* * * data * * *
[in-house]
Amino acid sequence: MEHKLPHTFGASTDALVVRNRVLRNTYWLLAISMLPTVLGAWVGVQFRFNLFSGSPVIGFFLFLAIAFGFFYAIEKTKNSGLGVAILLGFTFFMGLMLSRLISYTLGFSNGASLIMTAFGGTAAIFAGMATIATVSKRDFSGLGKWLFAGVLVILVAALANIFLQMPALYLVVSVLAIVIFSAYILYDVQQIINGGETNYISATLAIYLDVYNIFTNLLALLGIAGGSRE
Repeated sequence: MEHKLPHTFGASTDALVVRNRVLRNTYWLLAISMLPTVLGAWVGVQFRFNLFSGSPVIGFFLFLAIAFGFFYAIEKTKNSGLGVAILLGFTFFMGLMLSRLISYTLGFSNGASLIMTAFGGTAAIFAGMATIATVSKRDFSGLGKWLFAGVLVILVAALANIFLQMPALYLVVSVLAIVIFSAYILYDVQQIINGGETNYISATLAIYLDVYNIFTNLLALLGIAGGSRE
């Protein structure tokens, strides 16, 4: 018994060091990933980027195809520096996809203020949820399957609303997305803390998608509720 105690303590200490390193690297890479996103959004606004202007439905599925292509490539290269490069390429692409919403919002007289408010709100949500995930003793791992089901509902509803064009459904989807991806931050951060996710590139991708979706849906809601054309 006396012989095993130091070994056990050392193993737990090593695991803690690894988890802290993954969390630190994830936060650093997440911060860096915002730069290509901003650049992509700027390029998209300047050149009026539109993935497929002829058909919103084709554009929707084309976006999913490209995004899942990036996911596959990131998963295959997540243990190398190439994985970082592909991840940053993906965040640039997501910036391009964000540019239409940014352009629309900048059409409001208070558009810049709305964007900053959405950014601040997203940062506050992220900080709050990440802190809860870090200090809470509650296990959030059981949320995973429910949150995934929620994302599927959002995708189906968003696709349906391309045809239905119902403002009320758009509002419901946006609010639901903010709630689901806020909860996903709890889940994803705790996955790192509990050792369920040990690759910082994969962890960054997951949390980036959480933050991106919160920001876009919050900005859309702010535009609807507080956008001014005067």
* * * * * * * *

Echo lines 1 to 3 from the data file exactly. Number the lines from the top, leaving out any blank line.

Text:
[in-house]
Amino acid sequence: MEHKLPHTFGASTDALVVRNRVLRNTYWLLAISMLPTVLGAWVGVQFRFNLFSGSPVIGFFLFLAIAFGFFYAIEKTKNSGLGVAILLGFTFFMGLMLSRLISYTLGFSNGASLIMTAFGGTAAIFAGMATIATVSKRDFSGLGKWLFAGVLVILVAALANIFLQMPALYLVVSVLAIVIFSAYILYDVQQIINGGETNYISATLAIYLDVYNIFTNLLALLGIAGGSRE
Repeated sequence: MEHKLPHTFGASTDALVVRNRVLRNTYWLLAISMLPTVLGAWVGVQFRFNLFSGSPVIGFFLFLAIAFGFFYAIEKTKNSGLGVAILLGFTFFMGLMLSRLISYTLGFSNGASLIMTAFGGTAAIFAGMATIATVSKRDFSGLGKWLFAGVLVILVAALANIFLQMPALYLVVSVLAIVIFSAYILYDVQQIINGGETNYISATLAIYLDVYNIFTNLLALLGIAGGSRE